Introduction: Many cancer patients experience sleeping difficulties which can persist several years after the completion of cancer treatment. Previous research suggests that acupuncture, and variants of acupuncture (acupressure, auricular therapy) may be effective treatment options for sleep disturbance. However, current evidence is limited for cancer patients. Methods: Feasibility study with 3 arms. Seven cancer patients with insomnia randomised to receive either auricular therapy (attaching semen vaccariae seeds to ear acupoints) (n = 4), self-acupressure (n= 1) or no treatment (n= 2). Participants assigned to receive auricular therapy or self-acupressure stimulated the acupoints each night an hour before retiring to bed. The duration of participant involvement was 5 weeks. Subjective sleep quality was measured at baseline and post-treatment using the Pittsburgh sleep quality index (PSQI). The impact of treatment on concerns of importance to the participants themselves was measured using the measure yourself concerns and wellbeing (MYCaW). Each participant also completed a treatment log book. Results: All participants completed their treatment. All auricular therapy and self-acupressure participants recorded clinically significant improvements in global PSQI scores. In the auricular therapy arm mean global PSQI reduced from 12.5 at baseline to 8 following completion of treatment. In the self-acupressure arm PSQI reduced from 15 to 11. While in the no treatment arm the mean PSQI score was 14.5 at both baseline and follow up. Conclusions: Despite the limited sample size, both auricular therapy and self-acupressure may represent potentially effective treatments for cancer patients with insomnia. The positive findings suggest further research is warranted into both treatment modalities.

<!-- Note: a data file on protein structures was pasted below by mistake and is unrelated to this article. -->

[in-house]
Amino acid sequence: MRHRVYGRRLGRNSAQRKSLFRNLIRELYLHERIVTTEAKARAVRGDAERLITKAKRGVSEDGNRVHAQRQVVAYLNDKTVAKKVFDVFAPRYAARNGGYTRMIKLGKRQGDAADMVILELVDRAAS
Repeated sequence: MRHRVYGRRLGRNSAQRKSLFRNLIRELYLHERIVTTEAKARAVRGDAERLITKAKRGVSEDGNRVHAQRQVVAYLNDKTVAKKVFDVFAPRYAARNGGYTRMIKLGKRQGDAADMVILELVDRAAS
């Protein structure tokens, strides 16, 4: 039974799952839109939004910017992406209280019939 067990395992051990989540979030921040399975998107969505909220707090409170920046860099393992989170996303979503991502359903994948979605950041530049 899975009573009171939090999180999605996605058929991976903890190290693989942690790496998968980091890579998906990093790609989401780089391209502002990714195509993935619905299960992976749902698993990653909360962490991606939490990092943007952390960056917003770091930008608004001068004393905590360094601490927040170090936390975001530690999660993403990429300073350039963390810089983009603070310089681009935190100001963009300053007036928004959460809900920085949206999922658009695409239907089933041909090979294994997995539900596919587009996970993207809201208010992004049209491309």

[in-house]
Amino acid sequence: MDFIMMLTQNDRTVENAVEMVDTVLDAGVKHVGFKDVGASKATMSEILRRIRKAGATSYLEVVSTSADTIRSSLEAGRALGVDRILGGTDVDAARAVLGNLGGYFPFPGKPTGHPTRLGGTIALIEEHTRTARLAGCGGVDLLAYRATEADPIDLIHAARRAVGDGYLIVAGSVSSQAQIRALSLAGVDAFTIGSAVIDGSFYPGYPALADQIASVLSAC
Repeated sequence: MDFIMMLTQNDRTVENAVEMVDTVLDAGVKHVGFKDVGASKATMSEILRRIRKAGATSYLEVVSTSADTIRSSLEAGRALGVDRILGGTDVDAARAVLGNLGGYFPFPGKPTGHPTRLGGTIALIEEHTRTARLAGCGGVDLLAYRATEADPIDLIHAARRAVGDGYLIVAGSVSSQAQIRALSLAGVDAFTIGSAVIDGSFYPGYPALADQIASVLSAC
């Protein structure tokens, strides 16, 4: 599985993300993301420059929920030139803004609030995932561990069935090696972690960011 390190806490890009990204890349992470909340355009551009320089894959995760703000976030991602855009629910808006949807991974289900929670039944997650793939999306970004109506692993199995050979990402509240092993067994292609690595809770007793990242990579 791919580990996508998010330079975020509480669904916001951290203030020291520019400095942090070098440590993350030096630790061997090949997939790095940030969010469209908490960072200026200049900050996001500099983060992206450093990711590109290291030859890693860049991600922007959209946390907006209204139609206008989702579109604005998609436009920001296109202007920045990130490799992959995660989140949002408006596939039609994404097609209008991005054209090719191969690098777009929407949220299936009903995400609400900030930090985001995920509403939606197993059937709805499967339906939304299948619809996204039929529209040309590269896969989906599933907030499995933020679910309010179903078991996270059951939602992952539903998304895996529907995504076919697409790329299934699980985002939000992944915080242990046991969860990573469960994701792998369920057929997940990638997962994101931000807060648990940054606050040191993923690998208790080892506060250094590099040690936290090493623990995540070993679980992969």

- Auricular therapy
ASJC Scopus subject areas
- Complementary and alternative medicine